Pope Francis has formed the Vatican Commission On Sexual Abuse Of Children In Catholic Church, which will feature a panel of experts who will advise him on the crisis.
It’s believed that this group will provide information on how to protect children from sexually abusive priests, as well as helping victims that have been attacked in the past.
Cardinal Sean O’Malley, the archbishop of Boston, made the announcement after Pope Francis had conducted a meeting with his cardinal advisers. Francis has admitted that the Church’s credibility will only remain intact if they are able to deal with the matter.
O’Malley confirmed that this ensemble of experts will provide guidelines for Church officials, conduct more extensive checks on possible priests, and provide codes of conduct for them, too.
He remarked, “Up until now there has been so much focus on the judicial parts of this but the pastoral part is very, very important. The Holy Father is concerned about that.”
O’Malley then added, “We feel that having the advantage of a commission of experts who will be able to study these issues and bring concrete recommendations for the Holy Father and the Holy See will be very important.”
The Pope’s Advisory Council includes Cardinal Giuseppe Bertello, Cardinal Sean Patrick O’Malley, Cardinal Francisco Javier Errazuriz Ossa, Cardinal Oswald Gracias, Cardinal George Pell, Cardinal Oscar Andres Rodriguez Maradiaga, and Cardinal Laurent Monsengwo Pasinya.
Over the last few days though, the Vatican turned down the UN’s request for further information on nuns, monks, and priests who allegedly abused minors. This has lead one of the main Italian associations of clerical abuse survivors to note that it has “little trust” in the Vatican to actually adjust this worrying trend.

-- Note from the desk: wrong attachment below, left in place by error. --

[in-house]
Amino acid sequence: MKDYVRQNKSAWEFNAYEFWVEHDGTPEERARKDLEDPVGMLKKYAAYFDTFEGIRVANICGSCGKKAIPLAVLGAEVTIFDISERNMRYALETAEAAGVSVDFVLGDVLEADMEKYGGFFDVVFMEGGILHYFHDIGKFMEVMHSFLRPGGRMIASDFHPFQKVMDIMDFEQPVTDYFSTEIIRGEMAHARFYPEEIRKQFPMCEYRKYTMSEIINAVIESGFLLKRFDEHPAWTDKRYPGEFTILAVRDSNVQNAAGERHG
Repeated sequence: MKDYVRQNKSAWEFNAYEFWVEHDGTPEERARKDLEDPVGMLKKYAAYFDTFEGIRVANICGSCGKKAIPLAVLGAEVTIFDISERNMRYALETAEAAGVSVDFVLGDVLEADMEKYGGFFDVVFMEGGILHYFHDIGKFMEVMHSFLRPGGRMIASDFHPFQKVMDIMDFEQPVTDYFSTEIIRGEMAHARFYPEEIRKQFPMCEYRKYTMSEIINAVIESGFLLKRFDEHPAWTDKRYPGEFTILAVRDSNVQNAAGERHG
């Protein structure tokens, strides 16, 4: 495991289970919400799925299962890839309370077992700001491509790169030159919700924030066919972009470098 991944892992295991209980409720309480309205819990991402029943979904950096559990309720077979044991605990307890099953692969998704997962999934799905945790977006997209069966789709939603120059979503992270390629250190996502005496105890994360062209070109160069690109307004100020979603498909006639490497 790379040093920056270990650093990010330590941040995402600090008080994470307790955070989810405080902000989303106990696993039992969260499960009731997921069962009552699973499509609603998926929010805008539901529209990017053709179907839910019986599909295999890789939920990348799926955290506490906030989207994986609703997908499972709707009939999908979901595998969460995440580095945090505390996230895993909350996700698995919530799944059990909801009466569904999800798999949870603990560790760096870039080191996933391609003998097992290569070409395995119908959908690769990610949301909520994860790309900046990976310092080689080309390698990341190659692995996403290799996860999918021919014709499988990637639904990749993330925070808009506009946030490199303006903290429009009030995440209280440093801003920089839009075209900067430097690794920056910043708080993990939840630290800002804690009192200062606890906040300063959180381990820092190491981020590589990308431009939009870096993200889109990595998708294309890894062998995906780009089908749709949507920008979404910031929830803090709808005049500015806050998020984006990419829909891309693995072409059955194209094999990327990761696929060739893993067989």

Others have criticised Pope Francis’ approach to the crisis, too. Anne Barrett Doyle of BishopAccountability.org said earlier this week, “The world is starting to wonder if Pope Francis has forgotten the crisis.”
She then added, “[He] must address publicly the problems of clergy sexual abuse and its mismanagement with the same candor he has shown on a range of topics, from homosexuality to mediocre homilies. He has shown zest in ridding the Vatican of financial corruption. He must apply the same energy and determination toward ridding the church of bishops who have enabled abuse.”
The Tablet’s Robert Mickens also raised his concerns too, stating, “I can understand his desire to start the new pontificate off on a positive note, but sexual abuse by priests has not been totally eliminated. And, worse, the bishops are still rather clumsy—at best—in the way they have handled accusations. This is, without a doubt, one of the weakest aspects of his pontificate.”
Do you think Pope Francis should be doing more to battle child abuse in the church?
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